Wigan Athletic and officialdom have always had their problems. Jump back to 1932 and Wigan Borough failing to fulfil their fixtures. Nothing to do with Wigan Athletic? Well it effectively stopped us getting into the league for 40 odd years. Draw Leeds United in the quarter finals of the FA Cup? Good for the club and the town? Then why did the home office have to get involved before the game could go ahead? Get Liverpool in the League cup? Our friends and family shutter up and force us to play both legs at Anfield.
There’s many more examples, some little, some not so little, but the latest has to be the biggest and potentially most devastating incident. By now most people will know the background to this, it’s even been on GMTV for crying out loud, so I’ll try to keep it short. Over a period of between 2 and 3 year years the club, and Mr Whelan in particular it would seem, feel that they have been grossly overcharged for the cost of policing football at the JJB.
As such they have only been paying the proportion of the bill that they feel is appropriate, leading to a shortfall of some £300,000. Wrangles between the club and police have apparently been going on in the background for some time but the situation has come to head more recently. Firstly there was the publishing of the table below, showing comparative costs on hosting the same away team for Preston and Burnley;
and also a few figures for our Premier League neighbours, that great family club, Bolton;
Then there was the Leeds game, a crowd of 17,177 and an away team with a bit of a reputation, you might expect a slightly higher bill. The actual bill from GMP was over £43,000, where as apparently it cost Preston £7,000 for their fixture. An infuriated Whelan came out with a statement detailing the police bill (below) and restating his desire to resolve the issue, in court if necessary.
The week before another high profile game (Ipswich), the club received an answer phone message (how professional!) stating that GMP would be moving for removal of the ground’s safety certificate. This gave the club a chance to turn this into a national issue, Whelan presented a statement to the press before kick off and gave interviews on the subject, restating his desire for a resolution and hinting at the reasons why GMP seemed reluctant to take the matter to court.
The days following the Ipswich game saw widespread coverage of the issue, in both the obvious (Sky Sports News etc.) and the not so obvious (GMTV, yes GMTV!). The club maintaining its desire to resolve the issue, GMP sullying the club’s reputation and at times making us sound like Chelsea, and the like, in the mid 80’s and laying on the threat that we wouldn’t be able to play our home fixtures for the rest of the season.
Although most of these reports presented the issue reasonably, there were a couple that were used to present anti-Latics propaganda by GMP, peddling the tired old lines about football hooliganism and claiming that costs at Bolton were lower because of their ‘family club’ status. The club maintained dignity through this and never asked GMP whether they were so bad at their jobs that they required twice as many officers to police a game than Lancashire Police do?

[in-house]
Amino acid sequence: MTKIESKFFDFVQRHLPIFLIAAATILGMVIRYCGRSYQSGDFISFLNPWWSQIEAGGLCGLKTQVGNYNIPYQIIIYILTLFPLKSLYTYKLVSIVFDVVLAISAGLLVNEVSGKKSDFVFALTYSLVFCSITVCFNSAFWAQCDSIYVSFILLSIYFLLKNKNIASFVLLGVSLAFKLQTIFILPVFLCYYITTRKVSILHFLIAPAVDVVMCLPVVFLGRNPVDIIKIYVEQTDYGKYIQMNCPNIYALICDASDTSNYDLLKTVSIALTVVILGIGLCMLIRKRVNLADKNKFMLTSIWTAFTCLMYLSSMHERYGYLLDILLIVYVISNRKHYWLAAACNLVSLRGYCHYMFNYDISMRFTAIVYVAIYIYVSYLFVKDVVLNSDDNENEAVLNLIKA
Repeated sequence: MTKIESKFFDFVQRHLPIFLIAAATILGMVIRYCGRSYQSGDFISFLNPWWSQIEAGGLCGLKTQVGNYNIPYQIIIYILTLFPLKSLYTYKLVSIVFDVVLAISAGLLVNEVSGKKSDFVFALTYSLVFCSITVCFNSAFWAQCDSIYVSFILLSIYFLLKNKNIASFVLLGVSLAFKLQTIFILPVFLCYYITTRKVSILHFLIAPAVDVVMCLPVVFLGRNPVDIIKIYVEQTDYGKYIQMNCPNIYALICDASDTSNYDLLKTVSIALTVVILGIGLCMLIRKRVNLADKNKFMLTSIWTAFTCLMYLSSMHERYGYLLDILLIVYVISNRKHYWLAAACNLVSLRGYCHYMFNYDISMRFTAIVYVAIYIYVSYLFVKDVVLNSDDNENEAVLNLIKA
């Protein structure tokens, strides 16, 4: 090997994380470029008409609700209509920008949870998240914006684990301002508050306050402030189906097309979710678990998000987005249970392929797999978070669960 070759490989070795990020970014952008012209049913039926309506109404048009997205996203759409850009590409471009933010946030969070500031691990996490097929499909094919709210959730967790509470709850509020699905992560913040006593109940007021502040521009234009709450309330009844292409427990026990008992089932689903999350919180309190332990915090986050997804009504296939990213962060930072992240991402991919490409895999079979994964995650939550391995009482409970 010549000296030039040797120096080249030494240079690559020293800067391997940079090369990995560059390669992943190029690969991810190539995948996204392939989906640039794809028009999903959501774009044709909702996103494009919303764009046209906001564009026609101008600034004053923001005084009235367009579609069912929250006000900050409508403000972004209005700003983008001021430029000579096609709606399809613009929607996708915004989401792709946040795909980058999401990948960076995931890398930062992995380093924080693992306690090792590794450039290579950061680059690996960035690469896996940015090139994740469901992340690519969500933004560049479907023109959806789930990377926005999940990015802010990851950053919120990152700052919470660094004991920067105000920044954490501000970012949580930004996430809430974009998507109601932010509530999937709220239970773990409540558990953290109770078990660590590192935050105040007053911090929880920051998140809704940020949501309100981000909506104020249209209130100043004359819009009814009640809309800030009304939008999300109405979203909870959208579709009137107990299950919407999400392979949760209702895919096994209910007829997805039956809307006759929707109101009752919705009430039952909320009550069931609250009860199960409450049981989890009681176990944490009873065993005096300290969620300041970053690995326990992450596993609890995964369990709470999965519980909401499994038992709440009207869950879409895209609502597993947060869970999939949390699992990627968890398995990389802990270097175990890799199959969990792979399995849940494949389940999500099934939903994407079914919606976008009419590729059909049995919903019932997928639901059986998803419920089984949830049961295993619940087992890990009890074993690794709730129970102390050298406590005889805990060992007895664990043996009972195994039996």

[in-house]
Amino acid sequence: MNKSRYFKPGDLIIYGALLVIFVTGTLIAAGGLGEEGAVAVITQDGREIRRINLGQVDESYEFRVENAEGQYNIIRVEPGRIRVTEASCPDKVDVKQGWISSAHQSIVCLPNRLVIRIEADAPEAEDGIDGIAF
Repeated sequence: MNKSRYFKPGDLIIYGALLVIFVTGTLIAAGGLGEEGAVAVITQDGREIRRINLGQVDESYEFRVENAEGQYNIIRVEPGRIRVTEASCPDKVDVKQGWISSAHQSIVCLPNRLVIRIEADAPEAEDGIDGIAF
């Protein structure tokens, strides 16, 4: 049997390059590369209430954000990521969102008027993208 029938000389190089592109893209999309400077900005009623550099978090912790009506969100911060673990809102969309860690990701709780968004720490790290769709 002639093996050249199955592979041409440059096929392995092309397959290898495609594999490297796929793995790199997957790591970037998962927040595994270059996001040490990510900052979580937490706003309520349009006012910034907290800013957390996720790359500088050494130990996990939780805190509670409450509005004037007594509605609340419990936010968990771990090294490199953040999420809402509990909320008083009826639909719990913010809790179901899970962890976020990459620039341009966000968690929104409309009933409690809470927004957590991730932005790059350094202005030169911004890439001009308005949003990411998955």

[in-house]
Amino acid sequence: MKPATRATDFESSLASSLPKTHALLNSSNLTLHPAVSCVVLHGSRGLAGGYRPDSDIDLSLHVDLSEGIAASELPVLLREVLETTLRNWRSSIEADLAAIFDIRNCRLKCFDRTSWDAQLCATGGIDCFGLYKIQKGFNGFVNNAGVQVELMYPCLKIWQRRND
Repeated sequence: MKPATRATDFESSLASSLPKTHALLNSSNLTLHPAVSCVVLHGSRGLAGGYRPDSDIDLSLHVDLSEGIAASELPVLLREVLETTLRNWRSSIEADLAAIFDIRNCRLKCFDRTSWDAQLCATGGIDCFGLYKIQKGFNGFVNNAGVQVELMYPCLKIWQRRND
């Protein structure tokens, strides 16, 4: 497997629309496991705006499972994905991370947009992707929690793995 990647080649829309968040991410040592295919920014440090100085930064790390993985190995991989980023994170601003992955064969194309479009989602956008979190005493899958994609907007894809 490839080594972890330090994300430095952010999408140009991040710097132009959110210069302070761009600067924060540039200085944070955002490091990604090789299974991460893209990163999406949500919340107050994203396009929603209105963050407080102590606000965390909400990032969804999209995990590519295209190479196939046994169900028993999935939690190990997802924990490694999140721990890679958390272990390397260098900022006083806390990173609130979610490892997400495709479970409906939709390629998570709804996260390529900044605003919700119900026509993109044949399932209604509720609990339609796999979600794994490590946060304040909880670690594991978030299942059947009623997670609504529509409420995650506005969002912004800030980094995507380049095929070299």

Not that I’m saying that’s why we are over policed, it’s more likely that the officer who makes these decisions is worried how it looks if they have a reasonable number of officers at the game but something did happen. Why run that risk when the taxpayer doesn’t have to pay the bill? Our favourite bookmaker also got into the act, taking a u turn on his recent sucking up to the Latics by distancing himself from those nasty footballers and stating that the situation had nothing to do with his nice rugby boys, who don’t need police at their games.
At this stage the only other body that had got involved was the Football League, who as you’d expect hadn’t come out in strong support of Whelan’s actions but had supported the need for a consistent approach to police charging. The council only got involved after GMP applied for our certificate to be revoked and a meeting was held the day after where a compromise position was arranged.
The club has agreed to pay any future bills, allowing the remaining games to be paid, but the outstanding £280,000 will remain unpaid. Whilst some people struggle to see the point in not paying up, without the arrears there is nothing to dispute and it is unlikely that the club will ever get their day in court. In fact the only other way this would have ended up in court would be for the police to have removed their services, I know which way I prefer.
So we might be able to play out the season, but there’s no way that we’ve heard the last of this. With no international tournament this summer, it will be our battle with the police that will distract us from the Ashes series. If it’s not sorted by the start of next season then GMP could be fighting against a Premier League team, which puts a slightly different perspective on the situation.
Since this article was written, statistics have come to light that show more fans are chucked out of the JJB during rugby games than during football matches. More importantly the Sports Minister, Richard Carbon has made a statement calling for a consistent approach to charging for policing football matches. Although there doesn’t appear to be a solution on the horizon at least it appears that there is someone out there who wants to do something about this.
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